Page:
Every year for the last eight years, the Phillips family has held a blood drive to mark the anniversary of a haunting loss and help other families avoid tragedy.
Micheal “Pokey” Phillips, a former Ardmore High School student, served as an Army specialist and died Feb. 24, 2008, in Iraq. Since then, family, friends, veterans and community members come to an annual blood drive, usually held around the anniversary of Micheal’s death at The Shops at Ardmore. His mother, Angelia Phillips, said the tribute is a fitting one.
“Micheal was an avid blood donor all through high school and through the Army,” Phillips said. “He was all about taking care of other people and quite honestly, we don’t want any other family to have to go through what we’re going through.”
The Phillips family works with the Oklahoma Blood Institute in Ardmore to hold the drive. Twenty-six donors attended this year, though three couldn’t donate.
“It’s a little more than average for an event like this,” Phillips said.
According to OBI, one donation can potentially save three lives. Years after his death, Angelia said she found out that when Micheal was injured he was treated with 30 units of blood. She uses that number as the blood drive’s tentative goal each year in remembrance.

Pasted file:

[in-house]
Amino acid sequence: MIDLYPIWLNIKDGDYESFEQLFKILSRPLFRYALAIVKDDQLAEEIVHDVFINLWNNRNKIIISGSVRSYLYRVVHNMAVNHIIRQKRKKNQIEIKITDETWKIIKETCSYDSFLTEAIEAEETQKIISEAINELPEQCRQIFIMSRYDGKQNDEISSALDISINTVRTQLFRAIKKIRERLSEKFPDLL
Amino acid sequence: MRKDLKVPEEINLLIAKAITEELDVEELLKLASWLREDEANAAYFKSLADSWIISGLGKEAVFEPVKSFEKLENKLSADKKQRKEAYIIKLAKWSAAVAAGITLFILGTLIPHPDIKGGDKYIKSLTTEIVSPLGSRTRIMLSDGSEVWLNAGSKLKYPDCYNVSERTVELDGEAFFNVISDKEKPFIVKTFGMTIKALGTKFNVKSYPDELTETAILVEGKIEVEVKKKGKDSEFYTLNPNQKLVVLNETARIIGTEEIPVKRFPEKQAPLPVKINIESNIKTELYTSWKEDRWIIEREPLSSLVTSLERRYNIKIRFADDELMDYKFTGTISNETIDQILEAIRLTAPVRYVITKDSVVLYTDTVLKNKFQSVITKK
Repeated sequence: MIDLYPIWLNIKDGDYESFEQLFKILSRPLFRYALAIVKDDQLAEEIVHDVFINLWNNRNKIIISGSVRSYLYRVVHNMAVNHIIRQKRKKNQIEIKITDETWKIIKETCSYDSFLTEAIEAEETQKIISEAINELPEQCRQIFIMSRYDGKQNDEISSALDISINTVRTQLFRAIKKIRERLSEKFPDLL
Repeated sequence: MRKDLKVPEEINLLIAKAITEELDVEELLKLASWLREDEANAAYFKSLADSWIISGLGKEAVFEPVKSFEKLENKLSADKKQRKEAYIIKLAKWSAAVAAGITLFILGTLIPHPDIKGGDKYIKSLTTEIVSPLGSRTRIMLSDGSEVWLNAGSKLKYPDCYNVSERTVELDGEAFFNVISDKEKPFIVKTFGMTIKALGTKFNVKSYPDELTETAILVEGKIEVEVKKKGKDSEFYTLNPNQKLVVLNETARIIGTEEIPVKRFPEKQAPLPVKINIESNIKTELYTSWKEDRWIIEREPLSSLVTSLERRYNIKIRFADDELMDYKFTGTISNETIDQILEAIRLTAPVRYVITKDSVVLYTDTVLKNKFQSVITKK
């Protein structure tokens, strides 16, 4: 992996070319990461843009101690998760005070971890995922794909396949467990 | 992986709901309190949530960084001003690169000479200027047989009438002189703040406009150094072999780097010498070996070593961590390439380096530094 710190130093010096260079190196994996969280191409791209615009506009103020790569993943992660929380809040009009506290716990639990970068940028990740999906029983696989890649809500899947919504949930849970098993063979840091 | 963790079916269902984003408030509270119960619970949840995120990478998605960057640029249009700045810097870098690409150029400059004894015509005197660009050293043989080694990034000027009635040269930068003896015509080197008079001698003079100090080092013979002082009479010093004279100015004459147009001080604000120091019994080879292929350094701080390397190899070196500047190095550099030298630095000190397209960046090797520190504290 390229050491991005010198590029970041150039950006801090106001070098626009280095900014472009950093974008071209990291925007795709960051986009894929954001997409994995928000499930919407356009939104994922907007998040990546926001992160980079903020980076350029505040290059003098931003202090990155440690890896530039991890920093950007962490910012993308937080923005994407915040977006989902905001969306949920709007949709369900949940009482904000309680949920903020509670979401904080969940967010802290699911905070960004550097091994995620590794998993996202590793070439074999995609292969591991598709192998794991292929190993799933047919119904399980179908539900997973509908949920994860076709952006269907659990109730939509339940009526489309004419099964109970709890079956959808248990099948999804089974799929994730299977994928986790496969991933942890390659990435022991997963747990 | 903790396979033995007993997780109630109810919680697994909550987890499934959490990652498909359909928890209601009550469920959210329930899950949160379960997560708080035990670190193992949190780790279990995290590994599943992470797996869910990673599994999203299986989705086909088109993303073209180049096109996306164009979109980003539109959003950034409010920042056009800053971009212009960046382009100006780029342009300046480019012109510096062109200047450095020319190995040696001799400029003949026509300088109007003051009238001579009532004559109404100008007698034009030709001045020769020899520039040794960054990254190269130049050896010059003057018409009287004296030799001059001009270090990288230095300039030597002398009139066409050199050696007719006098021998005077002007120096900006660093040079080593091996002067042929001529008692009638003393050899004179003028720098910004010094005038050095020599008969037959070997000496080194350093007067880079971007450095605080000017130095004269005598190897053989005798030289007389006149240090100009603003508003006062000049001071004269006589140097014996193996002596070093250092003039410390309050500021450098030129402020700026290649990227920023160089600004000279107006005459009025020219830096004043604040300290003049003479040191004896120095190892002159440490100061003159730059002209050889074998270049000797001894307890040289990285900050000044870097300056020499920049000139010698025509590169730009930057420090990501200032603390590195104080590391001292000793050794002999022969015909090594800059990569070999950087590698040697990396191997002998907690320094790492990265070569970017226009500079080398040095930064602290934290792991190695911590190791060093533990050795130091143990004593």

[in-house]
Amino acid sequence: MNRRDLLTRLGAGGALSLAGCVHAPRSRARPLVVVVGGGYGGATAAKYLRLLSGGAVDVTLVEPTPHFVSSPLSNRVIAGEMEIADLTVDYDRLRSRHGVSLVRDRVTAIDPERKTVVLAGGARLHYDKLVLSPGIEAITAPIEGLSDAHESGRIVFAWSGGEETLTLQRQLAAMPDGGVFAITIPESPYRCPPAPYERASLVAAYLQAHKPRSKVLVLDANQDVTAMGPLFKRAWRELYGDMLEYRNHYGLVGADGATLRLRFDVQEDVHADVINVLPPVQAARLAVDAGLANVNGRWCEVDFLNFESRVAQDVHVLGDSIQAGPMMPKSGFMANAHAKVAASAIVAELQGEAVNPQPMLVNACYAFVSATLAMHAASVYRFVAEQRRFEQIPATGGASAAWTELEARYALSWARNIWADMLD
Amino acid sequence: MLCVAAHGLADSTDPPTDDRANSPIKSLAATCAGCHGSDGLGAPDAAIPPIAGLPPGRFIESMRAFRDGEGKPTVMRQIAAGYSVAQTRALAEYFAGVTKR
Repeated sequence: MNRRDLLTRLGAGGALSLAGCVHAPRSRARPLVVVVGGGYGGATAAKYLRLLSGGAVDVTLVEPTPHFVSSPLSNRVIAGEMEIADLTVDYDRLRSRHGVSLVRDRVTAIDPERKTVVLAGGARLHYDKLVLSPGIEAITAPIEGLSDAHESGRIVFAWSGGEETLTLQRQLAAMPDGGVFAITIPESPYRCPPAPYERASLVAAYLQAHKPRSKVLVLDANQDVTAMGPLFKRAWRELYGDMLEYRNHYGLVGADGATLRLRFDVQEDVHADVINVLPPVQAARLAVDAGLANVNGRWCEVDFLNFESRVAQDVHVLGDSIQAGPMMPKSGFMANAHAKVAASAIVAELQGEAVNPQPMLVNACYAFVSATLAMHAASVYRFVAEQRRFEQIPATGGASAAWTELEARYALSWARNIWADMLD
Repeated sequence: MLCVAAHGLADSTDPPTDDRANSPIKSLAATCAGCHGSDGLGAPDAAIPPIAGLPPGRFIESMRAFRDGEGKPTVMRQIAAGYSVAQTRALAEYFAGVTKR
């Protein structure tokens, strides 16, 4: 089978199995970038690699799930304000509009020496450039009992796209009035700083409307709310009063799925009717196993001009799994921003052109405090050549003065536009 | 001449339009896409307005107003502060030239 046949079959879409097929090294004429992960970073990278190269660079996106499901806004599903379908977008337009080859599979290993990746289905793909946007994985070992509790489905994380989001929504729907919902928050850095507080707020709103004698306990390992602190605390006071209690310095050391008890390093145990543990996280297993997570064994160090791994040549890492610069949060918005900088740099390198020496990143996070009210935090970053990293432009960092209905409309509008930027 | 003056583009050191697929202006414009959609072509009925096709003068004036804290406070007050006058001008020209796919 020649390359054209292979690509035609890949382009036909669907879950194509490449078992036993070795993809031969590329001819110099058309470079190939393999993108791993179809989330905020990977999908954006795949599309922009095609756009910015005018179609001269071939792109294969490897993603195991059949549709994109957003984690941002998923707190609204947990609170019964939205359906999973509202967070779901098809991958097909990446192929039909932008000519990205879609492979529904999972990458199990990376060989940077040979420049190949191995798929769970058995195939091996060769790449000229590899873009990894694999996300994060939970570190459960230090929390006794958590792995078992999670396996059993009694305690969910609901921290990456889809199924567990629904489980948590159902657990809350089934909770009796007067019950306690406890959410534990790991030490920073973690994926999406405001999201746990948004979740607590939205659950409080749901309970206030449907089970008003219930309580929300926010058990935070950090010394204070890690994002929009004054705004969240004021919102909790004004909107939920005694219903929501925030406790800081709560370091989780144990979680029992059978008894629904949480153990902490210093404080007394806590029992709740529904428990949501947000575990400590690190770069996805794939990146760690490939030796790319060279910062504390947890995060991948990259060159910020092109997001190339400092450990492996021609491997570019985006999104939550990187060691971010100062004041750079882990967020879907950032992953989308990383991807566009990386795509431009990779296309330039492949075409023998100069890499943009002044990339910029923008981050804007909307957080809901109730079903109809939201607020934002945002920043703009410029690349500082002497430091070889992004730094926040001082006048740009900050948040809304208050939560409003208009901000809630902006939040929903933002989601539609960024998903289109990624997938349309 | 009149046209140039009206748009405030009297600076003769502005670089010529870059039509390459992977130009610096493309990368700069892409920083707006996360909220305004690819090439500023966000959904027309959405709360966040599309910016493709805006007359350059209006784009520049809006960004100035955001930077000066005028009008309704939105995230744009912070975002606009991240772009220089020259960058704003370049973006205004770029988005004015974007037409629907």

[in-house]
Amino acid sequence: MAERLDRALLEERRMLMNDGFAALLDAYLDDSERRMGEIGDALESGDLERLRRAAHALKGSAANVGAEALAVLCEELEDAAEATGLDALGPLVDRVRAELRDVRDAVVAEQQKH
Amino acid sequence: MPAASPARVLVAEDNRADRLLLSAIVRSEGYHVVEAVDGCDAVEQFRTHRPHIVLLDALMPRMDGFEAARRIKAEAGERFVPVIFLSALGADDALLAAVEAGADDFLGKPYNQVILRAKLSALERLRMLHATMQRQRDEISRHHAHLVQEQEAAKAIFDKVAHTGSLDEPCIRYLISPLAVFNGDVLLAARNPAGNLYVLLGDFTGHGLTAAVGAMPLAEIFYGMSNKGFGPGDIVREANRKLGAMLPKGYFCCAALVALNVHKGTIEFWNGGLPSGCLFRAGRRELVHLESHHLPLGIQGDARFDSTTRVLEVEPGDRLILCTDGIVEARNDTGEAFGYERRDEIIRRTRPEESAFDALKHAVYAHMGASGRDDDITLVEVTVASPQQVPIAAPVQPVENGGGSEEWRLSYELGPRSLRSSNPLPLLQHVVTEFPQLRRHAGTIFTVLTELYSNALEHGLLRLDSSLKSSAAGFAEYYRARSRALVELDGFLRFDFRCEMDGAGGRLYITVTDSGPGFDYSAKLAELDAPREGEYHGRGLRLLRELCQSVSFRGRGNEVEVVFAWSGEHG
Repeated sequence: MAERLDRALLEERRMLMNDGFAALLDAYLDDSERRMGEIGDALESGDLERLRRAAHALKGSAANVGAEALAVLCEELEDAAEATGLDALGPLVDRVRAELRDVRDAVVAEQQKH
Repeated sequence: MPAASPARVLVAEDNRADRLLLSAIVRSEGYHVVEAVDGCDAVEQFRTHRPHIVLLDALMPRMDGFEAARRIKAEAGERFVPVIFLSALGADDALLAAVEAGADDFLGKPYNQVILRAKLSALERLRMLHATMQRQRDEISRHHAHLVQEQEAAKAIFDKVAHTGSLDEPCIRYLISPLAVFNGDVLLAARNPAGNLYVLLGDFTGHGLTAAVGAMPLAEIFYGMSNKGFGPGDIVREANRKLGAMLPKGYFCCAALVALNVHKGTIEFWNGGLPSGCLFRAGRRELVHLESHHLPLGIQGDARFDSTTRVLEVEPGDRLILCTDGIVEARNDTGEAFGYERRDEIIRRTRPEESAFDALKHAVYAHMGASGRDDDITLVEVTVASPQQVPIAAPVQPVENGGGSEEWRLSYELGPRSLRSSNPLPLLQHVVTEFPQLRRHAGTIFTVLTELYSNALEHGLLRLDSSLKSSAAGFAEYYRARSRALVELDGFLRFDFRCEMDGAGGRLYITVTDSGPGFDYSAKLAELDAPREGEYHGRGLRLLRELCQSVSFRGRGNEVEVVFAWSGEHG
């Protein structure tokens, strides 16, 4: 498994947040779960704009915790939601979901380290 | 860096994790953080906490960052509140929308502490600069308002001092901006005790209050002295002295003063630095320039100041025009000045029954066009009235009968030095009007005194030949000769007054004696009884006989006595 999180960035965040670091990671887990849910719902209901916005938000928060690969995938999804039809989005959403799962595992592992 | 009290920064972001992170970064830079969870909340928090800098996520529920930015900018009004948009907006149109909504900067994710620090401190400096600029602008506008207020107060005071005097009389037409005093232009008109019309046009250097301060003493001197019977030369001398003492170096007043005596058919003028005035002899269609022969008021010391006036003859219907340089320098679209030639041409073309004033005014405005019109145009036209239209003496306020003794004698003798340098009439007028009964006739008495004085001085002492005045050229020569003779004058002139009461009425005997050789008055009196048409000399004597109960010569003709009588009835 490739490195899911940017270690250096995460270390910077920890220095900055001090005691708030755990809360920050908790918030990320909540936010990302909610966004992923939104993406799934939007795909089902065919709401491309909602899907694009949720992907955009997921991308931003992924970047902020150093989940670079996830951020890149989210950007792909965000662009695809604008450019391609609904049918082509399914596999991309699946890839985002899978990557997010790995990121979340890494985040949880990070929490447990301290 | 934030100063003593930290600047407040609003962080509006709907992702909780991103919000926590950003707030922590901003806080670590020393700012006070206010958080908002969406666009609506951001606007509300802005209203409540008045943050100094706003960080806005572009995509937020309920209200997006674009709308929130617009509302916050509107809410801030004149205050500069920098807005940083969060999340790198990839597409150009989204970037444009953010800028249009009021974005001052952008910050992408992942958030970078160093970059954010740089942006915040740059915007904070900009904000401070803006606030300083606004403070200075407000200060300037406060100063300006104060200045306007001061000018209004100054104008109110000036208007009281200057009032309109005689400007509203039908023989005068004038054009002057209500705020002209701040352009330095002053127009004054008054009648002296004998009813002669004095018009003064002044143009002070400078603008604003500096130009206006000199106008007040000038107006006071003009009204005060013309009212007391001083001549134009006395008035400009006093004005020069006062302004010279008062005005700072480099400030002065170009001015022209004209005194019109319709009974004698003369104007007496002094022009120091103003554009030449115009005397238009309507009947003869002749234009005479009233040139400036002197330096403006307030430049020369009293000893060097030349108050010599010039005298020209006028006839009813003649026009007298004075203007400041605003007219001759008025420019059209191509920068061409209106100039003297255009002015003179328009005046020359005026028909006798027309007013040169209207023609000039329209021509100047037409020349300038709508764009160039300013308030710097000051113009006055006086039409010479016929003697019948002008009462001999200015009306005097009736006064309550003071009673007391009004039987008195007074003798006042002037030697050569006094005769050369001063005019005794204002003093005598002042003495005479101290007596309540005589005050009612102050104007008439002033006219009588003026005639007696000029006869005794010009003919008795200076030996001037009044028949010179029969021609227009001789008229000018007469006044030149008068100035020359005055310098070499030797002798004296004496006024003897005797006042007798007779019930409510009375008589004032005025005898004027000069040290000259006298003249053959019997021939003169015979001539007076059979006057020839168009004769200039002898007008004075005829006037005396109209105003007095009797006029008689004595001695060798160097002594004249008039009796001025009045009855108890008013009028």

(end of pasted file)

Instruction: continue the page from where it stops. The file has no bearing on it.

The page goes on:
“We didn’t quite meet 30 today,” she said. “So, throughout the rest of the year, my children and I will donate to hit that 30.”
The drive brought Cheryl Key to the mall early, making her the first to donate. Later in the day, State Sen. Frank Simpson attended and donated as well.
“We’ve had quite a few repeat donors,” Phillips said. “There’s kids who grew up with Micheal here today, there are veterans that have been coming out since the beginning to support their fallen brother.”
“We’ve had people show up and say ‘you know, I’ve been meaning to do this for a long time, and I’m so glad you’re here.’ It made them pause their busy day.”
Phillips said in her time organizing the drive, she’s found there are still multiple misconceptions about donating blood that can dissuade people. For example, people on blood pressure medication are not barred from donating and teenagers can donate starting at 16 with a parent’s permission. Someone with tattoos can donate as well, so long as it’s been one year since they received their last tattoo, or they were tattooed by a licensed Oklahoma tattoo artist.
“I’ve had cancer and I give blood,” Phillips said. “Unfortunately, if you lived in Europe during the 80s you probably still can’t because they never figured out Mad Cow Disease.”
She said she advises donors to hydrate, eat well and plan ahead before donating.
OBI Mobile Supervisor Ryan Gilbert has worked this blood drive in previous years.
“It’s unique in that it’s friends and family,” Gilbert said. “We usually see the same people at this one.”
Gilbert said anyone who wants to hold a similar event can contact the Ardmore OBI office. Depending on their location, they may need to work with an office in a different city.
“They would get you to the right person,” Gilbert said. “We have quite a few that are like this, not so much in the Ardmore area, but we do get quite a few.”